What’s it like to live in a tiny home that’s not so tiny? This week we explore The Cutting, a project from designer Nick Lane and builder Aaron Shields, who came together to shift the idea of living within your means and to show that living smaller – actually allows for better interaction with each other and with nature. The Cutting was designed and built in collaboration between Small and Ample co. Since the completion of this project Aaron has started a new business specialising in the design and manufacture of bespoke transportable spaces.
This home is 9m by approximately 3m with a total floor area of just under 30m2. It’s designed to be a passive house with fully off grid solar system batteries and back up generator. The interior design was intended to feel like a New York style apartment but appropriate for a regional setting. The interiors also explore the use of materials that have been recycled or restored.
The dark slate grey of the walls and the deep green cabinetry create a rich moodiness to the interior and also was intentional to draw your eye outward toward the environment. The ladder to the mezzanine operates on a cog mechanism so it can be drawn up and away from the ground level, allowing for more generous dining and living space.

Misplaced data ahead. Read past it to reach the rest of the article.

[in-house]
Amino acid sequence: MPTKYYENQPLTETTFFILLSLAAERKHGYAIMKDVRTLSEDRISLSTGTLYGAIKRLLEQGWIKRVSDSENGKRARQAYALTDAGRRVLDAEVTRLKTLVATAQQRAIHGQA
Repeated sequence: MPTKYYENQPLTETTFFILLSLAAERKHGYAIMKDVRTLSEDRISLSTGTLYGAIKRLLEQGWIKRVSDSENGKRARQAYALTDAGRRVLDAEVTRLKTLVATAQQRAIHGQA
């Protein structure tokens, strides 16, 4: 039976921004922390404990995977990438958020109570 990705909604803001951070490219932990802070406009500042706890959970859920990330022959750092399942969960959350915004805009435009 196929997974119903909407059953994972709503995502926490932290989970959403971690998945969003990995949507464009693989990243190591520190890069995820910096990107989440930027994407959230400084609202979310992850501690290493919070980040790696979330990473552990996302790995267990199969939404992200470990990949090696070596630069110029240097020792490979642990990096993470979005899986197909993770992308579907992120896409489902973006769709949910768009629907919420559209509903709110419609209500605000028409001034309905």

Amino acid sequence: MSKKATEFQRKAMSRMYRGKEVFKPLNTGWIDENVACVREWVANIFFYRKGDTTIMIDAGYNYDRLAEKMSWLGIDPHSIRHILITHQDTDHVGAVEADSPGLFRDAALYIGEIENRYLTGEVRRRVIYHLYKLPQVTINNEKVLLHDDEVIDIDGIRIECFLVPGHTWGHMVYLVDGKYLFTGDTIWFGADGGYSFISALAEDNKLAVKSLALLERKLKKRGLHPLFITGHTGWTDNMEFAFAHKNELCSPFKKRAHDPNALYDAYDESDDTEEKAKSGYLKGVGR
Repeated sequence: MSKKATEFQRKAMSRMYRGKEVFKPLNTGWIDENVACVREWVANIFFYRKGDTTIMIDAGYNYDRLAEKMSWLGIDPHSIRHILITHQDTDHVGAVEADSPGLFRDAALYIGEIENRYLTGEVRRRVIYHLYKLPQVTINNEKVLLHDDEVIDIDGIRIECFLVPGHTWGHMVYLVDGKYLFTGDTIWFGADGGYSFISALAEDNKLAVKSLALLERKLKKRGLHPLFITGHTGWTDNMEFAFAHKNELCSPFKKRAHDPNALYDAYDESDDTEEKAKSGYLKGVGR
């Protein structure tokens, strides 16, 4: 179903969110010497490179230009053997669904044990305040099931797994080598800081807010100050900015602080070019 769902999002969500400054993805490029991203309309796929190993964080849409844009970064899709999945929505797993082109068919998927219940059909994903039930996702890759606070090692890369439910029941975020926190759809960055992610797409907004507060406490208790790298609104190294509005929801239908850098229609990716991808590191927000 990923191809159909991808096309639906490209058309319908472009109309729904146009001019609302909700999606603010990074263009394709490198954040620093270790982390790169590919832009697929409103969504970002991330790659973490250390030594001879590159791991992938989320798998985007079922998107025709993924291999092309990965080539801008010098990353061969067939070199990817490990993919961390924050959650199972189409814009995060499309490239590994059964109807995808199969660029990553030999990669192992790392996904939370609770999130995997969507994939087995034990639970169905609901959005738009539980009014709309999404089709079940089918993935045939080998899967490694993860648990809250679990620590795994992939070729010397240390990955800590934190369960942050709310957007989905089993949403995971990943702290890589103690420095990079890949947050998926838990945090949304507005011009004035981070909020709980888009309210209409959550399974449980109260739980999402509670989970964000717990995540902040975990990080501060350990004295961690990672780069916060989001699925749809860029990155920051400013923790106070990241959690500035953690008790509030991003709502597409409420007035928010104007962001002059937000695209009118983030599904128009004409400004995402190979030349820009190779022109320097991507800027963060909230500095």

The scale of the home is generous thanks to the double height ceiling in the living room and offset pitch in the mezzanine – providing ample standing room. Clever thinking and smart use of materials allows this structure to exist comfortably within its setting and from a distance could appear much like any other rural shed or nearby farmhouse.
Its connection to the environment and the quality finish of both materials and craftsmanship create a comfortable and elevated experience that you simply don’t expect from a tiny home.